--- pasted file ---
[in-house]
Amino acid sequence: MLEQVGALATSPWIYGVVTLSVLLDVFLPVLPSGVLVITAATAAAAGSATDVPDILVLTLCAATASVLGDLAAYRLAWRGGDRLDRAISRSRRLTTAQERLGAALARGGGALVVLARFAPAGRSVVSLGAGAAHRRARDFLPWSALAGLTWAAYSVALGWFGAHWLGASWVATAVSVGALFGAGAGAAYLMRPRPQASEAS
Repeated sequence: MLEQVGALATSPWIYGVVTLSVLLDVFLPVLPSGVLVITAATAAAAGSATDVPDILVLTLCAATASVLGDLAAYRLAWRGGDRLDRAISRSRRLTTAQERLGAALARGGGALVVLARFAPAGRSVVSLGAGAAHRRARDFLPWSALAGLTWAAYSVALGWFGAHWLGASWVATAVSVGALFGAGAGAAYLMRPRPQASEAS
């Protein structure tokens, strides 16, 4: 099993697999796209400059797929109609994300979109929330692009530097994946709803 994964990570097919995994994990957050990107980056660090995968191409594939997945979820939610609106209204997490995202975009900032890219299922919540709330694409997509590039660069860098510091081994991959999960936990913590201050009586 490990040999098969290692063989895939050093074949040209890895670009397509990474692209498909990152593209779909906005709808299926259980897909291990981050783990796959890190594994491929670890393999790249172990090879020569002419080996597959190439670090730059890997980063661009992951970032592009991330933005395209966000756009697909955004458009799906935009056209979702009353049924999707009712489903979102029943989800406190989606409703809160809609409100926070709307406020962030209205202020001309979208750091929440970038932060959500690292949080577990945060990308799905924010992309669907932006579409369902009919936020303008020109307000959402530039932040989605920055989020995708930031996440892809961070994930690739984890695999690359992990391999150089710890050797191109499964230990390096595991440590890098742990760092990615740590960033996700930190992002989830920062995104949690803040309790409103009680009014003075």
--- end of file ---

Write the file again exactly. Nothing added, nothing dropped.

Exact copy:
[in-house]
Amino acid sequence: MLEQVGALATSPWIYGVVTLSVLLDVFLPVLPSGVLVITAATAAAAGSATDVPDILVLTLCAATASVLGDLAAYRLAWRGGDRLDRAISRSRRLTTAQERLGAALARGGGALVVLARFAPAGRSVVSLGAGAAHRRARDFLPWSALAGLTWAAYSVALGWFGAHWLGASWVATAVSVGALFGAGAGAAYLMRPRPQASEAS
Repeated sequence: MLEQVGALATSPWIYGVVTLSVLLDVFLPVLPSGVLVITAATAAAAGSATDVPDILVLTLCAATASVLGDLAAYRLAWRGGDRLDRAISRSRRLTTAQERLGAALARGGGALVVLARFAPAGRSVVSLGAGAAHRRARDFLPWSALAGLTWAAYSVALGWFGAHWLGASWVATAVSVGALFGAGAGAAYLMRPRPQASEAS
């Protein structure tokens, strides 16, 4: 099993697999796209400059797929109609994300979109929330692009530097994946709803 994964990570097919995994994990957050990107980056660090995968191409594939997945979820939610609106209204997490995202975009900032890219299922919540709330694409997509590039660069860098510091081994991959999960936990913590201050009586 490990040999098969290692063989895939050093074949040209890895670009397509990474692209498909990152593209779909906005709808299926259980897909291990981050783990796959890190594994491929670890393999790249172990090879020569002419080996597959190439670090730059890997980063661009992951970032592009991330933005395209966000756009697909955004458009799906935009056209979702009353049924999707009712489903979102029943989800406190989606409703809160809609409100926070709307406020962030209205202020001309979208750091929440970038932060959500690292949080577990945060990308799905924010992309669907932006579409369902009919936020303008020109307000959402530039932040989605920055989020995708930031996440892809961070994930690739984890695999690359992990391999150089710890050797191109499964230990390096595991440590890098742990760092990615740590960033996700930190992002989830920062995104949690803040309790409103009680009014003075």